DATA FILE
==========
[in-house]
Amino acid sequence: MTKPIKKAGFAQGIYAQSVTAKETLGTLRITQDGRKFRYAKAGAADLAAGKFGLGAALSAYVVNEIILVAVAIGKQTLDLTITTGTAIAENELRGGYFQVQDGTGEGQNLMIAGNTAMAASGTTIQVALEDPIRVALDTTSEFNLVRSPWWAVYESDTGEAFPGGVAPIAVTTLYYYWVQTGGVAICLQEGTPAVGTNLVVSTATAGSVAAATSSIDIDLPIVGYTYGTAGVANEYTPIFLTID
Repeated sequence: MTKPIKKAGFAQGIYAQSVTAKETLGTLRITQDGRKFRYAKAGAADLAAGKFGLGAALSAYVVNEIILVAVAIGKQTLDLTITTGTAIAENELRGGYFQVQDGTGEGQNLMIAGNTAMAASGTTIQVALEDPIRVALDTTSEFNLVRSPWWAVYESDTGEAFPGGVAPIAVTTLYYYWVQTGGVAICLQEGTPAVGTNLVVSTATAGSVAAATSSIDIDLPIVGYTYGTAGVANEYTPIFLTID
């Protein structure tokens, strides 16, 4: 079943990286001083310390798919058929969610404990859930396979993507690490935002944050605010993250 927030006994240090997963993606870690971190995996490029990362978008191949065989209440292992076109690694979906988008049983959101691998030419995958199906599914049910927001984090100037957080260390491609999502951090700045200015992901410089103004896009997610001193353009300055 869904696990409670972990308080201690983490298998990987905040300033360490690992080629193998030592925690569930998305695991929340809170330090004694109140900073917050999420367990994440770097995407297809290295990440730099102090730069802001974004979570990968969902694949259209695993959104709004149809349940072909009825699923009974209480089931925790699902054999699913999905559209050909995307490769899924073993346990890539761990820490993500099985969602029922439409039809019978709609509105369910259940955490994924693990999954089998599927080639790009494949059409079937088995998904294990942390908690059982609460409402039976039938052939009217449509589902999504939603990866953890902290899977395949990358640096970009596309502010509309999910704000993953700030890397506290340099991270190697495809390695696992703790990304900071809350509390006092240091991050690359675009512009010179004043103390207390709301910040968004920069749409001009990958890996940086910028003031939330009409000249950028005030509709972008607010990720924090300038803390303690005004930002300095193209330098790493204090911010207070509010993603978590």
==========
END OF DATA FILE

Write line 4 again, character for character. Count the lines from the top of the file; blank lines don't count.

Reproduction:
């Protein structure tokens, strides 16, 4: 079943990286001083310390798919058929969610404990859930396979993507690490935002944050605010993250 927030006994240090997963993606870690971190995996490029990362978008191949065989209440292992076109690694979906988008049983959101691998030419995958199906599914049910927001984090100037957080260390491609999502951090700045200015992901410089103004896009997610001193353009300055 869904696990409670972990308080201690983490298998990987905040300033360490690992080629193998030592925690569930998305695991929340809170330090004694109140900073917050999420367990994440770097995407297809290295990440730099102090730069802001974004979570990968969902694949259209695993959104709004149809349940072909009825699923009974209480089931925790699902054999699913999905559209050909995307490769899924073993346990890539761990820490993500099985969602029922439409039809019978709609509105369910259940955490994924693990999954089998599927080639790009494949059409079937088995998904294990942390908690059982609460409402039976039938052939009217449509589902999504939603990866953890902290899977395949990358640096970009596309502010509309999910704000993953700030890397506290340099991270190697495809390695696992703790990304900071809350509390006092240091991050690359675009512009010179004043103390207390709301910040968004920069749409001009990958890996940086910028003031939330009409000249950028005030509709972008607010990720924090300038803390303690005004930002300095193209330098790493204090911010207070509010993603978590």